Elite athletes, from left to right: Patrick Makau, Cyprian Kotut, Gideon Kipketer; Gladys Chesir, Peres Jepchirchir, Agnes Tirop, Helah Kiprop. Photo credit: TCS World 10K organisers.

An eagerly anticipated face-­off between world champions Peres Jepchirchir and Agnes Tirop is expected to steal the spotlight at the 9th TCS World 10K in Bengaluru, India on Sunday May 15.

The 22-­year‐old Peres Jepchirchir has been the talk of the road running world since racing to the world half marathon title in Cardiff, Wales, in March.

Meanwhile, Agnes Tirop, her Kenyan compatriot who claimed a surprise victory at last year’s IAAF World Cross Country Championships, has selected Bengaluru to make her road racing debut.

Both said an assault on the 31:46 TCS World 10K course record set by Lucy Kabuu in 2014 could unfold on Sunday.

"We have a strong field of runners who can run 10k faster than me,” said Jepchirchir, who clocked 30:55 over the distance last year. “So I know they can run fast to push us to a good time.”

Jepchirchir recently underscored her form with a strong victory at the Yangzhou International Half Marathon on April 24, clocking 1:07:21 to win by 26 seconds.

For her part Tirop, despite her inexperience on the roads, promised to be competitive following a simple strategy. “I will try (to run fast),” the 20‐year‐old said. “I will run right behind my colleagues.”

Those colleagues make up what is probably the strongest women’s field ever assembled in Bengaluru. One who Jepchirchir singled out is Gladys Chesire, the fastest 10K runner in the world in 2015 with 30:41 to rank her the ninth fastest of all‐time.

No stranger to the TCS World 10K, Chesire finished third in the race last year.

Another star on the roster is Helah Kiprop, the silver medallist in the marathon at last year’s World Championships, who was recently named to Kenya’s marathon roster for this summer’s Olympic Games. Kiprop was the TCS World 10K champion in 2012.

Others to watch include Kenyan Linet Masai, the 2009 10,0000m world champion on the track; Wude Ayalew of Ethiopia, a former course record holder and runner-up here last year; Kenyan Jackline Chepngeno, a former standout at the youth and junior levels who'll be making her second Bengaluru appearance; and Kenyan Edith Chelimo, who improved her personal best to 31:07 this year.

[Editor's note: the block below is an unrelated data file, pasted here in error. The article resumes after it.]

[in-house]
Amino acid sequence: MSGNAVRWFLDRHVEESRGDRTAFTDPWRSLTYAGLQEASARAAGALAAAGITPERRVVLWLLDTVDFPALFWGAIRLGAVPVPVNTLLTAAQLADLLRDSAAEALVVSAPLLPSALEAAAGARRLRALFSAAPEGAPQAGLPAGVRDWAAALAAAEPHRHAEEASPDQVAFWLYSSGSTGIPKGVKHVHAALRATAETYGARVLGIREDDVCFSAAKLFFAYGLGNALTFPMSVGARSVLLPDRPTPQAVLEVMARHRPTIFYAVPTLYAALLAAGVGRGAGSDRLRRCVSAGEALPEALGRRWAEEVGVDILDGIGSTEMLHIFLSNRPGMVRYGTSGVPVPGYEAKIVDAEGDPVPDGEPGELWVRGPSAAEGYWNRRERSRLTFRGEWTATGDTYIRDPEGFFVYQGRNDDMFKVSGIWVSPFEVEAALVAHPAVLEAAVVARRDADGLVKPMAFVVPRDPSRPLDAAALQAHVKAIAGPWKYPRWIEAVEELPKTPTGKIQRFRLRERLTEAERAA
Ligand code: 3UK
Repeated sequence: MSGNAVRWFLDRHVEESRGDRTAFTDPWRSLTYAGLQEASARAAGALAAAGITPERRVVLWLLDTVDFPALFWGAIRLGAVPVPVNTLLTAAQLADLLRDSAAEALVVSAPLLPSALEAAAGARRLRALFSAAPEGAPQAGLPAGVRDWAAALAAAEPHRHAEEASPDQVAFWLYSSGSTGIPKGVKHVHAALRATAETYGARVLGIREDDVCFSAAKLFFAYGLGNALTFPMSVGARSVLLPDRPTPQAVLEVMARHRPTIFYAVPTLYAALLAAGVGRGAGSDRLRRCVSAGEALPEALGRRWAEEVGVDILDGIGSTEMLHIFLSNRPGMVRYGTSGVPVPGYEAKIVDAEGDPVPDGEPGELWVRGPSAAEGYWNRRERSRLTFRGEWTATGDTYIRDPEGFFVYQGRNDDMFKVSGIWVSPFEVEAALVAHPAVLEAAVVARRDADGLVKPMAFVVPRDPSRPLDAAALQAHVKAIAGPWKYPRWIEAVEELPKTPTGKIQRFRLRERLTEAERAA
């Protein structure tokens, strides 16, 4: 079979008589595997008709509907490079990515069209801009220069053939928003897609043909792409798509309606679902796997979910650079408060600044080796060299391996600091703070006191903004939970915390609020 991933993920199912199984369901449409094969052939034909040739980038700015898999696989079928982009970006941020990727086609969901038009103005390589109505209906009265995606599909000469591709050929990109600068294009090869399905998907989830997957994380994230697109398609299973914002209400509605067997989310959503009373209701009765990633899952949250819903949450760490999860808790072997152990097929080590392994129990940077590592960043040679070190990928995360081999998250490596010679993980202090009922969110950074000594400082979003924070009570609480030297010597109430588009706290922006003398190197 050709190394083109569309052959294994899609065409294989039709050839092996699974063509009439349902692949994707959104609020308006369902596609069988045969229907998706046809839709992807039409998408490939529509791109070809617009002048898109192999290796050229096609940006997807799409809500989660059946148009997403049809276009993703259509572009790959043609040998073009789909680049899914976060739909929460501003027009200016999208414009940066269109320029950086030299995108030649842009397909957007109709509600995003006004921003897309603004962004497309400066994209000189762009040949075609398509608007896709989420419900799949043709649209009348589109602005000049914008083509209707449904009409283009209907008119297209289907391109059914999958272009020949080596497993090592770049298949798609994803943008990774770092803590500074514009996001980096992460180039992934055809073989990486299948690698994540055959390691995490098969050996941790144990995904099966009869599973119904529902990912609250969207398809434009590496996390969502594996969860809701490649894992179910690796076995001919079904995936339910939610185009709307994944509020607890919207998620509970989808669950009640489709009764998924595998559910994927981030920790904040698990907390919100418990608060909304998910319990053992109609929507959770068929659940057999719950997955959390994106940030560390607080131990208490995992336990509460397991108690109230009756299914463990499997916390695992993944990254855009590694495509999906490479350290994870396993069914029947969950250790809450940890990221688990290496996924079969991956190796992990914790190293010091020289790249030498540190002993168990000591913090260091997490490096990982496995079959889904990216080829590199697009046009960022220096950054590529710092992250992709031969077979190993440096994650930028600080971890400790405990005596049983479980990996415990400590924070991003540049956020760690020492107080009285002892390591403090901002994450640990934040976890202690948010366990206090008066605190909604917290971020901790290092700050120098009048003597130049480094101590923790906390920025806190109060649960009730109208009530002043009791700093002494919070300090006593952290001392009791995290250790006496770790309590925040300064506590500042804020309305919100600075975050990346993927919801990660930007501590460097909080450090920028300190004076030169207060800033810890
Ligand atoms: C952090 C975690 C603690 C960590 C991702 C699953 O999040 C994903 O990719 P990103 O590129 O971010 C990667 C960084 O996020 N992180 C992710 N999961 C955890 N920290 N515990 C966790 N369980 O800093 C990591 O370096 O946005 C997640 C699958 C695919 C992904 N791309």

Ethiopian Geremew set for title defence

In the men’s race, 2015 champion Mosinet Geremew of Ethiopia will face a daunting task in his quest to become the first back-­to-­back winner in Bengaluru. But he'll arrive prepared.

Like Jepchirchir, the 24-­year-­old Geremew triumphed at last month's Yangzhou International Half Marathon in a close race, winning by just one second in 1:00:43.

Geremew won the Hyderabad 10K three years ago in 27:36, the fastest 10km ever run on Indian soil and is one of six men in the field who have dipped under 28 minutes, suggesting that any assault on Geoffrey Kamworor's 27:44 race record from 2014 will require a fiercely competitive contest.

The strong field includes a very familiar name, Patrick Makau, the former world record holder in the marathon, who will race in India for the first time.

"I'm still strong, running very strong," said Makau, whose 2:03:38 run in Berlin in 2011 erased Haile Gebrselassie's name from the marathon record books.

Makau, 31, said he's fully mended from an injury to his left knee that sidelined him for nearly two years.

"My training has been good and I'm really looking forward to the race," said Makau, who will bring a 27:57 personal best to the start line on Sunday.

But the runner bringing the best form to India's IT capital is Cyprian Kotut who arrives on the heels of victories in the Paris Marathon and Paris Half Marathon this spring and after being named as a reserve for Kenya's Olympic marathon squad.

He's particularly excited to return to India two years after clocking his 59:12 half marathon personal best in New Delhi.

"Mentioning India reminds me of my personal best in the half marathon," Kotut said.

"So when I was told that I would run in the Bengaluru 10K, I felt that I will run well because I love running in India so much."

Notable too is that Kotut is the younger brother of Martin Lel, the three-­time London Marathon and two-­time New York City Marathon winner.

"He is a mentor to me, and my motivation," Kotut said.

Gideon Kipketer, who won January's Mumbai Marathon, is another runner to watch.

The 23-year-­old began that race as a pace maker but went on to break the course record by almost one minute. More recently he was a pace setter at the London Marathon guiding Eliud Kipchoge through 25 kilometres of his near world record run.

The field also includes Kenyan Edwin Kipyego, the winner at the 2012 Delhi Half Marathon and this year's Hague Half Marathon who has a 27:36 best; Mule Wasihun of Ethiopia, who improved his marathon best to 2:05:44 this year; Kenyan John Langat, with 27:58 10K credentials; and Ethiopian Bira "Fikadu" Seboka, the surprise runner-­up in this race last year.

All the athletes will be gunning for a share of the total prize pot of US$ 197,768, with US$ 23,000 going to the men’s and women’s race winners.

The men's elite race sets off at 07:25 local time (GMT+5:30) and the women's at 08:10 (GMT+5:30). The race will be streamed live at www.tcsworld10k.procamrunning.in from 07:00 to 10:00.